Aug 10

    Emma Roth

    The Emmy Awards are officially delayed because of the writers and actors strikes

    A graphic showing the Emmys on Fox
    Image: Television Academy

    The 75th annual Emmy Awards have officially been postponed. Instead of taking place in September, the Television Academy says the ceremony will now air on January 15th, 2024, marking the first time the Emmys have been delayed in over 20 years.

    While the Television Academy doesn’t mention why the awards have been delayed, it’s because the show would look rather empty without all the Hollywood writers and actors who are currently on strike. The rules of the strike prevent unionized writers and actors from accepting awards for struck work and also bars them from attending events that promote it.

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  • Marvel Studios visual effects workers file for a union election.

    In a move highlighted by Hollywood’s ongoing strikes and reports of unsustainable working conditions during the production of Across the Spider-Verse, a supermajority of the more than 50 people in Marvel Studios’ visual effects crews signed cards saying they want to be represented by the International Alliance of Theatrical Stage Employees (IATSE).

    Vulture reports they’re seeking an election as soon as August 21st.

    Mark Patch, VFX Organizer for IATSE:

    For almost half a century, workers in the visual effects industry have been denied the same protections and benefits their coworkers and crewmates have relied upon since the beginning of the Hollywood film industry. This is a historic first step for VFX workers coming together with a collective voice demanding respect for the work we do.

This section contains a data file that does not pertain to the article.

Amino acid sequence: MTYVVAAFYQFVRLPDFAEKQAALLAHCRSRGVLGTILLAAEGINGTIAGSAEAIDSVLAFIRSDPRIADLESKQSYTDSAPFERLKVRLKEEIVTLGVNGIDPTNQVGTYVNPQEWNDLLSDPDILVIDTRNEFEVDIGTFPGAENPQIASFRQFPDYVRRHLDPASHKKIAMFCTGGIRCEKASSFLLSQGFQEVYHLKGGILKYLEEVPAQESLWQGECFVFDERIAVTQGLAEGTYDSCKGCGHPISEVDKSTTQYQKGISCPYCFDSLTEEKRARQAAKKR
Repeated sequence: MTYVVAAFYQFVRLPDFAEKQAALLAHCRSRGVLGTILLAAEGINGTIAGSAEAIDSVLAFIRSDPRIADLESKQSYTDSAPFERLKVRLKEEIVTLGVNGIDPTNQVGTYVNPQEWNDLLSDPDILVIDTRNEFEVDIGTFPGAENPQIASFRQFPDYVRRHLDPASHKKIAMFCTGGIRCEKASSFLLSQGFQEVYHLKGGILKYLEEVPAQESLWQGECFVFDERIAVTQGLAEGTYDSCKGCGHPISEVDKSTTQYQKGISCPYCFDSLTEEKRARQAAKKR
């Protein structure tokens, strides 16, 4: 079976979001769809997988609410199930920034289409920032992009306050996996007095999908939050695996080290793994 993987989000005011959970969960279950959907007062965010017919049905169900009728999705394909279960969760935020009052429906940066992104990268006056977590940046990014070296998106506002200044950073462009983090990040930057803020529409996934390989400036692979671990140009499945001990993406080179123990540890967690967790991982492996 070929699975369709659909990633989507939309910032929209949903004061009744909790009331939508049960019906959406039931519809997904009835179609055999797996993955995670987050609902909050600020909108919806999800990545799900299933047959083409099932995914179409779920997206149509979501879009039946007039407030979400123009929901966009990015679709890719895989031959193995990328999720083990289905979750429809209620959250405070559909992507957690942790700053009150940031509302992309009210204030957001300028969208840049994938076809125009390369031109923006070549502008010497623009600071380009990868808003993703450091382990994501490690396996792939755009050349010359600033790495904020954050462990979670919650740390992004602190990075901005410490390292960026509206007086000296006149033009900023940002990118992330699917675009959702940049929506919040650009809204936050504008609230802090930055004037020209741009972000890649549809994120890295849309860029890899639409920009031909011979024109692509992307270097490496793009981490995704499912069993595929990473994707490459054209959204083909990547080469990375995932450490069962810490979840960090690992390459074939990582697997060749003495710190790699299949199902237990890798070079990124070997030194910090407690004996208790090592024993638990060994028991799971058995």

• Paramount says it has a plan to weather the Hollywood strikes.

    In an earnings call on Monday, Paramount CEO Bob Bakish said the company will rely on its slate of international content, fall sports, and completed productions, such as Killers of the Flower Moon, to get through the double Hollywood strikes:

    From a content perspective, we’re in pretty good shape, it all comes down to duration. We’re hopeful that as an industry, we can solve this sooner rather than later because we’d all like to get back into the content production business.

    Paramount Plus gained a modest 700,000 subscribers during the past three months following a wave of price hikes and the addition of a new Showtime tier. The company also announced that it agreed to sell Simon and Schuster to the private equity group KKR.

  • Striking writers met with Hollywood studios for the first time in months

    White and black text reading “WGA ON STRIKE” on a red background.
    Image: The Writers Guild of America